Livingston, just 20 minutes east of Bozeman, is full of high quality independent restaurants and great shopping. Call one of the fly shops in town and ask about local fishing guides.
Emigrant, about 20 minutes south of Livingston, is home to the old saloon, Follow Yer’ Nose BBQand friendliest fly fishing shop i’ve ever been to. Cross the river to the east and you’ll find luxury accommodation and stunning views at Sage Lodge. Five more minutes will bring you to Chico Hot Springs.
Note that Gardiner, further south, remains accessible only to local residents. Many bridges and roads in Paradise Valley were damaged or washed away, as were many campgrounds in the area. The Forest Service has closed most public land in the region, so that it can focus services and budgets on flooding. The Yellowstone River, in Park and Stillwater Counties, is currently closed to all recreational activities. There are many other fishing and rafting opportunities elsewhere in southwestern Montana; consult a local guide service.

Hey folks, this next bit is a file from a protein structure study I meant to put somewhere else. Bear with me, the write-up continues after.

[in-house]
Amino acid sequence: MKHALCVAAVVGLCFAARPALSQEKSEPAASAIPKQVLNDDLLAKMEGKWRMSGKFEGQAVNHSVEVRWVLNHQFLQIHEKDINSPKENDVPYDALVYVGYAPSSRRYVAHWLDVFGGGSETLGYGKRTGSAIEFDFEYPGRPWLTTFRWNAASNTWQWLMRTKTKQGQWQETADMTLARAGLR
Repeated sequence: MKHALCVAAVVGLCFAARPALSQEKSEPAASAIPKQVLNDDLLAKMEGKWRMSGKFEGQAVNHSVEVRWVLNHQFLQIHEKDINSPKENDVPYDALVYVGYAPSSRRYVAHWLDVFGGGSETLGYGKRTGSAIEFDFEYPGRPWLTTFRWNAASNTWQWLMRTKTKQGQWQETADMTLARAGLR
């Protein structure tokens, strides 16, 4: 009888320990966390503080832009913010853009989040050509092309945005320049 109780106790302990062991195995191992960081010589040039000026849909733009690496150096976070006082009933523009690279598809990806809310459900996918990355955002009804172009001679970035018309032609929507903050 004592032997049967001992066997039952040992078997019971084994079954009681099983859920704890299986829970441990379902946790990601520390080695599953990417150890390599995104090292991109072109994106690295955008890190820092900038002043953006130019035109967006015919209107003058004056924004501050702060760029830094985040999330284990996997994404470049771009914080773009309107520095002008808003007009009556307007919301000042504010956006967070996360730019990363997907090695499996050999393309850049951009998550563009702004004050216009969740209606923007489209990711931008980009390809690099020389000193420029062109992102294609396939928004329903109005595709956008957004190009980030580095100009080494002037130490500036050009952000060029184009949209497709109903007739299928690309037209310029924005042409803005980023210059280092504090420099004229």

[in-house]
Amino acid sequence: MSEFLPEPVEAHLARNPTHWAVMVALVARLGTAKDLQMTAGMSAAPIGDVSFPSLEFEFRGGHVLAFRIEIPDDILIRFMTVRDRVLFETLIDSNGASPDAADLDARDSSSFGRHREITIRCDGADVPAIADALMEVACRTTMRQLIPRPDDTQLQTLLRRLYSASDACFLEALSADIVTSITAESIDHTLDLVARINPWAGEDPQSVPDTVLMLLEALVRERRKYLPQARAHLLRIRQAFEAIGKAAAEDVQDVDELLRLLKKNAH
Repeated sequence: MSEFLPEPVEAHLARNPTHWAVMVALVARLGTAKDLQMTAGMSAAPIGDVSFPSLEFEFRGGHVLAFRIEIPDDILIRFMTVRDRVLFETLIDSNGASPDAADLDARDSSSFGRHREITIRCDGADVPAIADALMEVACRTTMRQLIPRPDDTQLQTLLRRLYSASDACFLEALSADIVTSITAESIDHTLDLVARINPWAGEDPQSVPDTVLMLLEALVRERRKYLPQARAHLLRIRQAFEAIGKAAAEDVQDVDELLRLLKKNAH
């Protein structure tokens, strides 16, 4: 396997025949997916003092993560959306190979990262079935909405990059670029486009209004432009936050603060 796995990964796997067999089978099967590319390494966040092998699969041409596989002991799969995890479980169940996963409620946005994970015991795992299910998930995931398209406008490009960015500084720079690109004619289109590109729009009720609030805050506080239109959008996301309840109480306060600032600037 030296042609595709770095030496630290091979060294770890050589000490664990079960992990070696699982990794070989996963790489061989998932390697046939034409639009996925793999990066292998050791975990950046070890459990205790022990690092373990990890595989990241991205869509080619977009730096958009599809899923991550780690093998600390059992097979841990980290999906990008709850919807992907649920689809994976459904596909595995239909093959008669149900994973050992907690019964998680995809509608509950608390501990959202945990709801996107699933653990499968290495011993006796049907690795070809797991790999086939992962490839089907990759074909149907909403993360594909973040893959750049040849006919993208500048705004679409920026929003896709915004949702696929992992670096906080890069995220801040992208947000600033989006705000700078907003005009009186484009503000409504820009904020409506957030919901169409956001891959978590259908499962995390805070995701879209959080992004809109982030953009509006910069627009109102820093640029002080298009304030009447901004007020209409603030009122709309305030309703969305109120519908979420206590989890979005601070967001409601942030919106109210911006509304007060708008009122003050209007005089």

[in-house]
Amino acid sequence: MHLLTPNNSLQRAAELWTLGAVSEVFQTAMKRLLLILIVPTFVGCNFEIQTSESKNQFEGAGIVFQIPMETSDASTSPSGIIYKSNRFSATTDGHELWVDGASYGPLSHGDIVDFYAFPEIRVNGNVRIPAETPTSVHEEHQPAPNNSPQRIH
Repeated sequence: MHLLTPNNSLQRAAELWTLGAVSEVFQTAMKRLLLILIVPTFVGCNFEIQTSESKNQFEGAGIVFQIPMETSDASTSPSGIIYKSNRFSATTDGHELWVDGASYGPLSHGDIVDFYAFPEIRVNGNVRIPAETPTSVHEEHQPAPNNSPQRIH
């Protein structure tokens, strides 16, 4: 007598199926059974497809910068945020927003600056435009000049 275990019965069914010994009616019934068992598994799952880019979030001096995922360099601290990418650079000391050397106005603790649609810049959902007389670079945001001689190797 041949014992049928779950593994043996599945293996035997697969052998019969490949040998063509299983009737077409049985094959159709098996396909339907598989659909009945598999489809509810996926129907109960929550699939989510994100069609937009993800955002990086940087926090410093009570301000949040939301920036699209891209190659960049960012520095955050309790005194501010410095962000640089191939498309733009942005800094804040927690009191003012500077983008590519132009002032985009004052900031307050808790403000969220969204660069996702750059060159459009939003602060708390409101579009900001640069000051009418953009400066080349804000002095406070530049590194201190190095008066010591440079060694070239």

The benefit of the incredibly wet spring we’ve had here is that it looks like the rivers and streams will be healthy all summer, the risk of forest fires has been reduced and everywhere you look is bright green and covered in the vibrant colors of wildflowers. You should come.